I apologize if the post title shocked or scandalized you, but I had to be bold, to make a statement: I have, in fact, found my perfect brownie. Now, I understand that people's ideas of the "perfect" anything, especially brownie, are different, so fear not... I will not try to impose my own personal brownie beliefs on you. But you might as well know where I stand. Most importantly, in the fudgy vs. cakey battle, I fight for the fudgy side, with the caveat that I do like my brownies to have a little structure. I see these ridiculously low amounts of flour--like 1/4 cup--in recipes, and I find myself wanting more than just a big pan of chocolate, butter, sugar, and eggs.
I have fond memories of childhood baking. One of the most fun moments in the kitchen was with my sister, making brownies from a cookbook we had just gotten called Kids Cooking: A Slightly Messy Manual by Klutz (as a side note, one of my friends swears by the chocolate chip cookie recipe in there, but we all know I have my favorite). She and I worked together, cooking up a storm, to make a pan of these brownies, and they were absolutely wonderful, garnering rave reviews from all who partook. And we never made them again because we lost the book.
For the next several years, I would make brownies and think of how they paled in comparison to the joyous chocolatey morsels that emerged from the oven that one evening many years ago. It was not until college that I decided to search on Google for two words, "brownies+Klutz," and, miraculously, I found the recipe and immediately (not kidding!) made brownies for my friends, who declared them the best brownies they had ever had. This is good stuff, people. And then, I went home and, equally miraculously, found the cookbook hiding behind other volumes! What joy, what rapture!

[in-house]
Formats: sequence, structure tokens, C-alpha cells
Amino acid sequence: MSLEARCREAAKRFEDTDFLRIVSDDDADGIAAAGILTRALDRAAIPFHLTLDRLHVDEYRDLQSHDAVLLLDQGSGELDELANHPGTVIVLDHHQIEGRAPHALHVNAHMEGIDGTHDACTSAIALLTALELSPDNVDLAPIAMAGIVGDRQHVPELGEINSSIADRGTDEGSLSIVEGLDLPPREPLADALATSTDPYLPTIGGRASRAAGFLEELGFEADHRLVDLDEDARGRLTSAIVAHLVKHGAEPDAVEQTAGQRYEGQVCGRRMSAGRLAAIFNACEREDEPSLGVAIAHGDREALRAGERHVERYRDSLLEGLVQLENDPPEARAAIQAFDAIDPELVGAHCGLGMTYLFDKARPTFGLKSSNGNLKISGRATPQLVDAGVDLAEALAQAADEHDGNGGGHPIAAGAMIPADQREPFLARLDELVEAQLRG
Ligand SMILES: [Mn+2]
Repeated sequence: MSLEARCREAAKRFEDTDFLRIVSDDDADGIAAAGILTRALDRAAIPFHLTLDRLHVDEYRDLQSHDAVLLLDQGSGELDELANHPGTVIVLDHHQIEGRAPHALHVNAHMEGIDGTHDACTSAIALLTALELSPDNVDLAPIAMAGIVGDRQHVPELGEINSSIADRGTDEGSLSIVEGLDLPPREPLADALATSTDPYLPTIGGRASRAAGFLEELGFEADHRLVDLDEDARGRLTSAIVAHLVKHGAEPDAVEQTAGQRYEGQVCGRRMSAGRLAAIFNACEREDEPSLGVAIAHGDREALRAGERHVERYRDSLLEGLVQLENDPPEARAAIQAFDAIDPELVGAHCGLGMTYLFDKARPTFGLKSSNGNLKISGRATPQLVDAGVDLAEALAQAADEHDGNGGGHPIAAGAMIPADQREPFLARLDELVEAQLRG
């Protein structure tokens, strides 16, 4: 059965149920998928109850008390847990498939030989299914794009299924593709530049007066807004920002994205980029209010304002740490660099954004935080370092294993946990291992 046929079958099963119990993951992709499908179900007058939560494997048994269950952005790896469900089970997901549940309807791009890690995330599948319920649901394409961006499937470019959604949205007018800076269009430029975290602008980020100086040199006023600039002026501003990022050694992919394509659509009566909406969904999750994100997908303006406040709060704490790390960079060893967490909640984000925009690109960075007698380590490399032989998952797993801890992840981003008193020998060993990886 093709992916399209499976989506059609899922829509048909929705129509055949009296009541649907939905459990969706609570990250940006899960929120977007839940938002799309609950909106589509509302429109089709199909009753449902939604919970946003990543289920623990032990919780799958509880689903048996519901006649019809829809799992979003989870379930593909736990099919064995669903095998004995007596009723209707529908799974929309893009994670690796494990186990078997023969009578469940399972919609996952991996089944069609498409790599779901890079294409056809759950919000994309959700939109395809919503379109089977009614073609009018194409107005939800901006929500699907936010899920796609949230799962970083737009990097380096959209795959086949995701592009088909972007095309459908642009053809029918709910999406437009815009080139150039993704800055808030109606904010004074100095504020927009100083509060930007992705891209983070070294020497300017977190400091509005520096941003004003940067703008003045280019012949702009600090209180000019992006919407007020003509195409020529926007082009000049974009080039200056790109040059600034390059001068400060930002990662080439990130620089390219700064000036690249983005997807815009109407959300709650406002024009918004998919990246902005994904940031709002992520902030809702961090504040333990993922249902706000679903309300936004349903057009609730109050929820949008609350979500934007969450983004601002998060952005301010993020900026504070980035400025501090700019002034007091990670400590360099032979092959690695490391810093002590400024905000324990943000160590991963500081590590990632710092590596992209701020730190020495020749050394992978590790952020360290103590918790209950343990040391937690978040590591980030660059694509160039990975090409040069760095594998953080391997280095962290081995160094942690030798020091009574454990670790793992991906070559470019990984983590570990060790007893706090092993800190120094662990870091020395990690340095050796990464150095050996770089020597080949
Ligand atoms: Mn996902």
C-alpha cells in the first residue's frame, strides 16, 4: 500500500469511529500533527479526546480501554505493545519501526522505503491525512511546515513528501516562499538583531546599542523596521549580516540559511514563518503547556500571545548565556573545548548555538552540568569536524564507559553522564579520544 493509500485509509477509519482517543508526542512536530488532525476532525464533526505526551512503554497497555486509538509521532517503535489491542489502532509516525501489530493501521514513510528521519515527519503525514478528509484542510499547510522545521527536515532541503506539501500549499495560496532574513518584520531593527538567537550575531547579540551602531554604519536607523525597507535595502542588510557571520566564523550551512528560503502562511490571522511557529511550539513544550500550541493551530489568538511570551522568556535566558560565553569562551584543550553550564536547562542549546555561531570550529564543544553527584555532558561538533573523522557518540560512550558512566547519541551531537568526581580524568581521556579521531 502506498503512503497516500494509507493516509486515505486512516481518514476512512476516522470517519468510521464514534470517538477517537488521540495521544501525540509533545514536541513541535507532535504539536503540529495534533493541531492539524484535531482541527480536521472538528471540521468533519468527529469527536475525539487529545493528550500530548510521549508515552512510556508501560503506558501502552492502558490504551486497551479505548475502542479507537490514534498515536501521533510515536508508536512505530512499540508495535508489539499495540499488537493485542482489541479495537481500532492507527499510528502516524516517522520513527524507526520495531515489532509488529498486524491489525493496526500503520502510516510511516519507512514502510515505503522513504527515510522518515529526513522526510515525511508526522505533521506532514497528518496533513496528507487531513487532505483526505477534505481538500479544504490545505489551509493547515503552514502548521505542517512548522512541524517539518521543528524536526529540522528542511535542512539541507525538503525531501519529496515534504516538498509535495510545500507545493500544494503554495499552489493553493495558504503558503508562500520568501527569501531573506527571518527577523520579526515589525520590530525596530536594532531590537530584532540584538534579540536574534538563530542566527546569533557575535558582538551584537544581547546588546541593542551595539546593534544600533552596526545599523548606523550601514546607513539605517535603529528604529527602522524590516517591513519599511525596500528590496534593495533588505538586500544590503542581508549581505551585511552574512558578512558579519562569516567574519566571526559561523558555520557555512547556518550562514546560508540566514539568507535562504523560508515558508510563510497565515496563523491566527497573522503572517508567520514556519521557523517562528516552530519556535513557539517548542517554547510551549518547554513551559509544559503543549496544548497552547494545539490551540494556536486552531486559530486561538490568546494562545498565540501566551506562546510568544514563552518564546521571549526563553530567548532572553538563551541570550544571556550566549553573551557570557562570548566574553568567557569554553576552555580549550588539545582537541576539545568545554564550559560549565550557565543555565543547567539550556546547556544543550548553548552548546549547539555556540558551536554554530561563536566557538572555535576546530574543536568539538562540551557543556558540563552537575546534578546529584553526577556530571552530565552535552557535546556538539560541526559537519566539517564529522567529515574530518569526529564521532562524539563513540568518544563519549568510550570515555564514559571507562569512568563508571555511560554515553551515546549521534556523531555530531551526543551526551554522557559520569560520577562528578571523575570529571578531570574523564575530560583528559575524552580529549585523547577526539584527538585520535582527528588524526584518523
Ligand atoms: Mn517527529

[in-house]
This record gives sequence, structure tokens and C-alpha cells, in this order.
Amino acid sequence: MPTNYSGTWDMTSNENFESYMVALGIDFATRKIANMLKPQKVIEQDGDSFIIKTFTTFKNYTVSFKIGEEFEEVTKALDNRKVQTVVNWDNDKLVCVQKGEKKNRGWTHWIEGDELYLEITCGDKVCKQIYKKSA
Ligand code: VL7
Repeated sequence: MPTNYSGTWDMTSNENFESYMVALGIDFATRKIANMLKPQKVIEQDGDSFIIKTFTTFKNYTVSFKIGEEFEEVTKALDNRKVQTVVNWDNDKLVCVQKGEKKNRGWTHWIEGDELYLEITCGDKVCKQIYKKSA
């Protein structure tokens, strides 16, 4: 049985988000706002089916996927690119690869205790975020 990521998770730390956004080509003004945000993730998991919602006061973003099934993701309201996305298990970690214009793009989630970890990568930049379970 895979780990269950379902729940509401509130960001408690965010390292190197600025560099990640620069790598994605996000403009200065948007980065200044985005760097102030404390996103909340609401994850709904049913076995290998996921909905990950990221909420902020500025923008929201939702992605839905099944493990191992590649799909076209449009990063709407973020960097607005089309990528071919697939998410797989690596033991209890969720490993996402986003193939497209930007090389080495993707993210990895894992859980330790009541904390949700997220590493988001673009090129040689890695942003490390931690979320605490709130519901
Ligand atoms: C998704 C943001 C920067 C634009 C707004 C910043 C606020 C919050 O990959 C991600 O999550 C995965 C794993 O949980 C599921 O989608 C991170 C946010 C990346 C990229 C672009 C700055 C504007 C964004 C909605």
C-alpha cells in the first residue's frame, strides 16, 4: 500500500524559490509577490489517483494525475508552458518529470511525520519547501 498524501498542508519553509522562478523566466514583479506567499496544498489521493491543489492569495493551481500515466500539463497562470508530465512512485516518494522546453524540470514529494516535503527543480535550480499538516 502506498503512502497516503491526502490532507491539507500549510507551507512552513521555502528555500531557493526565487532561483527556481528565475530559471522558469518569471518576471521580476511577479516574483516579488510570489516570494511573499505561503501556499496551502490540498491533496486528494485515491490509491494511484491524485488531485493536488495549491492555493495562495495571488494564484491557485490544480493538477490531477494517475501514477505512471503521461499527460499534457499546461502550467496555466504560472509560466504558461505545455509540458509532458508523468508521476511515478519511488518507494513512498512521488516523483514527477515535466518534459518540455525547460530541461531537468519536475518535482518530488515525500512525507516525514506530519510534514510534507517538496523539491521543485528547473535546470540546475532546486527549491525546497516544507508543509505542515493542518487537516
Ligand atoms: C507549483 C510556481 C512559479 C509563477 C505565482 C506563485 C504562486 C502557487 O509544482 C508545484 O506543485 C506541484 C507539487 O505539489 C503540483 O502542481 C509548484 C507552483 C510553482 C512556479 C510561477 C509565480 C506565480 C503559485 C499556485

And so, readers, now that I have regaled you with a heartfelt childhood story, I urge you to try this brownie recipe (and it's one bowl, too!). If you wish, you may substitute 3 ounces unsweetened chocolate for the cocoa powder, but I'd try the original recipe first just to experience for yourself the enchanting brownies that have lived in my memories for years. Be sure to measure the flour lightly. This is different from the other recipes on this blog because, for this particular recipe, measure flour as follows: first, place the measuring cup on the counter and fluff up the flour with a regular spoon. Then, take a spoonful of flour and plop it into your measuring cup. Do not shake, tap, or otherwise disturb the measuring cup. Just keep going by taking another spoonful of flour and plopping it into the cup. Repeat until flour mounds over top of cup, and level off with knife. Trust me, if you just irreverently dip the measuring cup into the flour, take a big ol' scoop, and level, you'll have too much flour in the recipe, so please, for this recipe, follow the method. Do it for me. And for brownies, of course.
Okay, enough of this technical talk. Make these brownies and brace yourself because they are out of this world!
Makes 12 to 16 brownies.
Adapted from Kids Cooking.
3/4 cup cocoa powder
1 cup (2 sticks) butter, melted
1 teaspoon vanilla extract
150 grams (1 1/4 cups sifted) all-purpose flour
1/4 teaspoon salt
** Preheat oven to 350 degrees F. **
1. Grease an 8-inch (9-inch) square or 13- by 9-inch rectangular pan for thick or thin brownies, respectively.
2. In large mixing bowl, combine sugar and cocoa powder with whisk until homogeneous.
3. Add melted butter and whisk to combine.
4. Add eggs, all at once, and vanilla, and whisk vigorously until well incorporated.
5. Sprinkle flour and salt over wet ingredients and whisk. Finished batter should be smooth and satiny.
6. Pour into prepared pan and bake for 50 to 60 minutes (8x8 in.) or 20 to 25 minutes (13x9 in.), or until toothpick inserted in center comes out with moist crumbs.
7. Cool completely on wire rack before serving, if you can wait that long.